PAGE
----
That was the state I found myself in as I buckled down to work on REPLICA. I was still excited about the project, of course, but every scrap of momentum I’d built up was gone, and getting started again was slow going. I diligently tried to apply my normal routine, sitting down every morning to write at my usual time, logging my writing time and word count in my little book. If I didn’t feel like writing, I sat down and forced myself to get something down anyway. Sometimes, I used Write or Die to try to get some production without too much internal editing. Often, when I do these things, I endure some number of painful, slow, frustrating writing days, but then eventually burst my way clear and start writing more freely and easily. But with REPLICA, this didn’t seem to be working.

I kept finding excuses not to write, and when I sat down to work, I was sllloooowww. There was no flow, no losing myself in the words or story. it was painful and arduous work, and every plot problem I tried to work out was fighting back with terrible ferocity, refusing to be solved.

Because this isn’t my first time around the block, I knew that the only way I was going to get this book off the ground was to make some kind of change, but I didn’t know what. I tried a few of my other tricks that sometimes work for me (plotting on index cards often works, as does getting away from the computer and writing by hand for a while), but I was still struggling through quicksand. I looked through my pile of disjointed, very incomplete index cards, and noticed that there were a couple of scenes I was looking forward to writing, if only I could get to them. I felt a momentary urge to just skip ahead to the “good parts,” but my practical mind reminded me that I always write in order. I’d tried before to write scenes out of order, and it never worked, which led me to the obvious conclusion that I can’t do write scenes out of order.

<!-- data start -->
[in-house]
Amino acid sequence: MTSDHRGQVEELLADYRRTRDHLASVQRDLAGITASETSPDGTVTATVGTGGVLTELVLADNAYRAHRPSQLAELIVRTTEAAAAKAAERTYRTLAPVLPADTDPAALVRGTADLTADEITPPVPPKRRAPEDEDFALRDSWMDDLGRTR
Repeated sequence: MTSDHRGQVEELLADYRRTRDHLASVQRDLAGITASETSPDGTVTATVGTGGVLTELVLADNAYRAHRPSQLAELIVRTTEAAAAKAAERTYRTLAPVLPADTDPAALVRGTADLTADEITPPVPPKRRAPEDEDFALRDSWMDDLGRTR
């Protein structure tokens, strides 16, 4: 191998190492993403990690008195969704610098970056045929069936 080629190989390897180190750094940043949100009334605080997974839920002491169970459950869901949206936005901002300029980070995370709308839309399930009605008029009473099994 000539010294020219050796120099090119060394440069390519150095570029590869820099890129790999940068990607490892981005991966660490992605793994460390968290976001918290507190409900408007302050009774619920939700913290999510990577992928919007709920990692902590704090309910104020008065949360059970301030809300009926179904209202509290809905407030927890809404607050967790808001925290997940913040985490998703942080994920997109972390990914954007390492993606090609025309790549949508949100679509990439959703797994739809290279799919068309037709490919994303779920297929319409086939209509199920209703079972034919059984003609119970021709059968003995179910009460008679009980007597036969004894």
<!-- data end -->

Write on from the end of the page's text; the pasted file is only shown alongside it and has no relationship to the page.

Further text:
And that was the moment I realized what I had to do. I’ve learned from experience that where writing is concerned, the words “I can’t” don’t apply. What I can and can’t do varies too wildly with the situation. And so, I decided I was going to try again to write a book out of order. What was the worst that could happen? It wouldn’t work? How was that different from the mess I was in at the moment?

So I did it. I sat down and wrote that one scene out of order, having no idea how I was going to get from my current place in the book to that one scene. Then I decided that since I was going all out and trying something different, I’d give writing in Scrivener a try. It had always seemed to me before that it was software more useful to a natural plotter–or to someone who wrote out of order–than to someone like me. But what the heck? I was trying something different, so maybe now was the time to give it another chance.